Masters of the Purse. - The Honest Truth By Ajit Dayal
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Investing in India - Honest Truth by Ajit Dayal
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7 APRIL 2008

Wealth is not a bad thing to have.
And money is a good thing to have to spend.
There has been a lot of wealth creation these past few years.
A few have donated vast amounts to charity and hope to make the world a better place to live.
Many have chosen to spend. And there are new ways to spend your money.

Take the 21-day world tour offered by super-luxury tour operator Abercrombie & Kent. They use a Boeing 757 airplane that normally carries 300 people but, given that they cater to the super-rich, this luxury-fitted airplane seats 52 passengers. USA Today reported that the plane will have a crew of 12 people which includes a dedicated baggage handler, four tour guides, and five in-flight staff. I presume the other 2 staff members are pilots to take the passengers around the world.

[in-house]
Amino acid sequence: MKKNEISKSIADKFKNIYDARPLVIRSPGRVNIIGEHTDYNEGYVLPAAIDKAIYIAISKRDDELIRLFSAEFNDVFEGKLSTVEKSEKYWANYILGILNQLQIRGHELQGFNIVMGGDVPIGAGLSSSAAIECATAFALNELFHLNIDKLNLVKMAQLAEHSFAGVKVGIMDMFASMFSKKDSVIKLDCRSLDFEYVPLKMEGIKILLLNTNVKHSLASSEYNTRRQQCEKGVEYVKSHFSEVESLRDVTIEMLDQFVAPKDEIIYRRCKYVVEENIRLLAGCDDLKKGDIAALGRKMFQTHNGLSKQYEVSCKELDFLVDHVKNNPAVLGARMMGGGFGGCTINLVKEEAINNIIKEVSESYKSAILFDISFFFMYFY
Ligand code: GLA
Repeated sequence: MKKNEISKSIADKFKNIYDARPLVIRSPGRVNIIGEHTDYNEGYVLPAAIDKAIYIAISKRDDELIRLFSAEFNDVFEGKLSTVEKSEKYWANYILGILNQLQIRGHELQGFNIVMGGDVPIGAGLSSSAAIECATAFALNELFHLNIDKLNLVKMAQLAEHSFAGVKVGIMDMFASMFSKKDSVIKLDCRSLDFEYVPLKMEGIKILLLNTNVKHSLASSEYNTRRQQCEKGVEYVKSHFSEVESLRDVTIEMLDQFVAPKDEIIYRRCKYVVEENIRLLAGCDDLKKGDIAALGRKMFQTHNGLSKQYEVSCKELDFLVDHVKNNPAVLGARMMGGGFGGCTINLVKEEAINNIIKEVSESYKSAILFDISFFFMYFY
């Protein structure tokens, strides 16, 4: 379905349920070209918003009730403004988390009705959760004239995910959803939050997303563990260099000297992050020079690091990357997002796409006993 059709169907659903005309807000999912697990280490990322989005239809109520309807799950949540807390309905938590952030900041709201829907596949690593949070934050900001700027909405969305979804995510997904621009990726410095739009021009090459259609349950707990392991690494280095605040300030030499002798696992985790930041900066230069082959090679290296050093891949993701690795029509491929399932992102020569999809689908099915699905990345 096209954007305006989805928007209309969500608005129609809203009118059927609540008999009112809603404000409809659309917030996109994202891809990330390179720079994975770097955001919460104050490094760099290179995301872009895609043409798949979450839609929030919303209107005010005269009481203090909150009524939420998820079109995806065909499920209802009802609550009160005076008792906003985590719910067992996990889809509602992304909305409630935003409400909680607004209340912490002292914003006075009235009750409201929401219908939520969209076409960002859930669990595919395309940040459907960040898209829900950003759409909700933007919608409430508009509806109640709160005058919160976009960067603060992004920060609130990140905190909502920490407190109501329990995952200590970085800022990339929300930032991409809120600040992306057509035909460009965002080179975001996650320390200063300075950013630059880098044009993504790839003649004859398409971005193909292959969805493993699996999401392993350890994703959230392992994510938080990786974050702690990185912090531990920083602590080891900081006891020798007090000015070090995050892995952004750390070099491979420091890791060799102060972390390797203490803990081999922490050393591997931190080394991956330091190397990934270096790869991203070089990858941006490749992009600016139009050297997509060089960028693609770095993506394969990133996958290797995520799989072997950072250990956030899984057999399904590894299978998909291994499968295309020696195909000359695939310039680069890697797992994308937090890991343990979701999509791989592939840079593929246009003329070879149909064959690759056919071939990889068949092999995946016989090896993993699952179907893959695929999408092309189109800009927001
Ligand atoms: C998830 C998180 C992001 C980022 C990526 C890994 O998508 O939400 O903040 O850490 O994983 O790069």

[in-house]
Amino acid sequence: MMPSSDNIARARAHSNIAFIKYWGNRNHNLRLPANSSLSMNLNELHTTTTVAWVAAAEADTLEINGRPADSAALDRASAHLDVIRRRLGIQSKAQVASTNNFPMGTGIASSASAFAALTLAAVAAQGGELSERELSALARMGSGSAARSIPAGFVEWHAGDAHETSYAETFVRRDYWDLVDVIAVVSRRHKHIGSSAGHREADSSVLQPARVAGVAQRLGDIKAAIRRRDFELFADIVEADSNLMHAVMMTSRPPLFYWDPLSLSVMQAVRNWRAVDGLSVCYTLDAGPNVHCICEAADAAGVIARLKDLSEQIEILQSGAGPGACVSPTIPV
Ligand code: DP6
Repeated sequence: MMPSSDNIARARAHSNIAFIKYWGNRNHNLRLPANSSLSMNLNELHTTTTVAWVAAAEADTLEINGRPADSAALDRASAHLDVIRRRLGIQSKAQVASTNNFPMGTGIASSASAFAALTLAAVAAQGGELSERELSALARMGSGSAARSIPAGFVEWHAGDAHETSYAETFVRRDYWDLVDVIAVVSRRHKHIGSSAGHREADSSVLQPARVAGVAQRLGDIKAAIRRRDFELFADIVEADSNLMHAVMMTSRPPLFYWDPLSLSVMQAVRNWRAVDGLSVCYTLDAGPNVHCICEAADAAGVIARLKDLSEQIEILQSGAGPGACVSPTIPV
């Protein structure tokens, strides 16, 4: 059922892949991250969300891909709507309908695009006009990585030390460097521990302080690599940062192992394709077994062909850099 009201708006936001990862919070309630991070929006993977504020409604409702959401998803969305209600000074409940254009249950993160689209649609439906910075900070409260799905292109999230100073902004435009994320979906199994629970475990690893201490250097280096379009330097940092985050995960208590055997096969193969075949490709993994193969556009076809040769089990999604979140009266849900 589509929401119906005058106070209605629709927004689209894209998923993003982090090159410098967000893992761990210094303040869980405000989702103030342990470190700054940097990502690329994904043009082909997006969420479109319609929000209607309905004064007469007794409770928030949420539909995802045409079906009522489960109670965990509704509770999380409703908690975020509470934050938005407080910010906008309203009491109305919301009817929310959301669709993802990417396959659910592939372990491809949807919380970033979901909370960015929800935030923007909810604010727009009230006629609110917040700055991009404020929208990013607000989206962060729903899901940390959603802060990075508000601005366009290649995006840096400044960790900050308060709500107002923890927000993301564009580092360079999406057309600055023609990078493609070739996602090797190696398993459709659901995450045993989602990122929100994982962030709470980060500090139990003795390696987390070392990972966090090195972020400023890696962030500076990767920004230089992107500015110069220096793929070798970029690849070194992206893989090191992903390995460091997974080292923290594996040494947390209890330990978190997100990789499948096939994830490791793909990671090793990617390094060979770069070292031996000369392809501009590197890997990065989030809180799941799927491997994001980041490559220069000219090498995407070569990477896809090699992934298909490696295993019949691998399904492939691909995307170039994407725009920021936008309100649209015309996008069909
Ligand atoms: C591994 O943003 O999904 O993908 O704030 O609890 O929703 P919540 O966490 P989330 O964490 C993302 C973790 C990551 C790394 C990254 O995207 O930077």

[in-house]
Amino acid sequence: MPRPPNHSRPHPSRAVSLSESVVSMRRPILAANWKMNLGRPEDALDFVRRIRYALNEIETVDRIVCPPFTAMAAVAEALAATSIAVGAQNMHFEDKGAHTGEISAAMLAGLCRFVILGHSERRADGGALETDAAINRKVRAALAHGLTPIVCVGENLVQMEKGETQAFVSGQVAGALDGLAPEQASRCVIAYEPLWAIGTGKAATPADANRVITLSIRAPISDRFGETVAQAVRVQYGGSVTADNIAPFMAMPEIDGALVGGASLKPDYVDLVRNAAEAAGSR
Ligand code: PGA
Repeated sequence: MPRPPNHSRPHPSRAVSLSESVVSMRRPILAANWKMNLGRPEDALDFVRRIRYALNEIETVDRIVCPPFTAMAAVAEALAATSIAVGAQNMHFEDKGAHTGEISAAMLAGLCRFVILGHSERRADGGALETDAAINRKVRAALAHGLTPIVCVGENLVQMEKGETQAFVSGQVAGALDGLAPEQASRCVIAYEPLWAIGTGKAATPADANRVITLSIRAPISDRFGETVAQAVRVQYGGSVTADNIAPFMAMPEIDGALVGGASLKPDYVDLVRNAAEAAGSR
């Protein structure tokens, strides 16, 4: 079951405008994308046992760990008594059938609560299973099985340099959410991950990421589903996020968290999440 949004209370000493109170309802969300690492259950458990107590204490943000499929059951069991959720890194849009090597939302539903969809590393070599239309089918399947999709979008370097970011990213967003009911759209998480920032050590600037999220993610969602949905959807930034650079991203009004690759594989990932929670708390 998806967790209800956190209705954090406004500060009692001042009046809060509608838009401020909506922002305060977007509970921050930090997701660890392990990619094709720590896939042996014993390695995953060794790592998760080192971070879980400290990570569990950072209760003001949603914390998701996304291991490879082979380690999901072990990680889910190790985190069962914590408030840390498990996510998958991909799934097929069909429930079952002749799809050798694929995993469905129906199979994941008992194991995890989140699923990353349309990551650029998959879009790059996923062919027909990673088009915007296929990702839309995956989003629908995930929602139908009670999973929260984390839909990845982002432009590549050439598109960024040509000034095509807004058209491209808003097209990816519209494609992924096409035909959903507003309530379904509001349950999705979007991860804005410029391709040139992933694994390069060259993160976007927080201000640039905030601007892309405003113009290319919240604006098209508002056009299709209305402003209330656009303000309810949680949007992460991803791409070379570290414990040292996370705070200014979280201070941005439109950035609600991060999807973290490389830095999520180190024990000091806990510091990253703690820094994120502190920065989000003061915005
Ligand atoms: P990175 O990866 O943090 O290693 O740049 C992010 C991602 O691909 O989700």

When Abercrombie launched this luxury tour a few years ago, the price tag was USD 50,000 (about Rs 20 lakhs) per person. I wonder whether hotel, food, and tips are included - or does one have to pay extra for that. But that doesn’t matter when the base price is so high, I would imagine. Or when I know I cannot afford such a holiday.

Like J. P. Morgan said: if you ask what it costs to maintain a yacht, it means you cannot afford one. So, since I need to clarify what the "all in" cost is, I am not eligible for this tour.

But that was then. When the plane carried 88 high-paying passengers.
Now, with only 52 passengers, the price tag has been upped a little - to USD 100,000 per passenger.

Will they be affected by the economic slowdown, is demand slackening? After all even Porsche has seen demand for its well-known cars slip by over 20% in USA.
Not affecting us, was the response of the company spokesperson: "Collecting things has become passé for people with this level of wealth. People are looking to collect experiences. The good life is all about doing and experiencing more."

Churchgoers in England are also having an experience, but of a different kind. The International Herald Tribune reports that the boom in Asia is destroying churches. The practice of going to a church has reached the lowest levels recorded with some churches holding services only six times a year. This leaves the church buildings unattended and vulnerable to theft. So, when the village turns in to sleep, vandals climb up on the roof and tear up the lead (the metal) from the roof.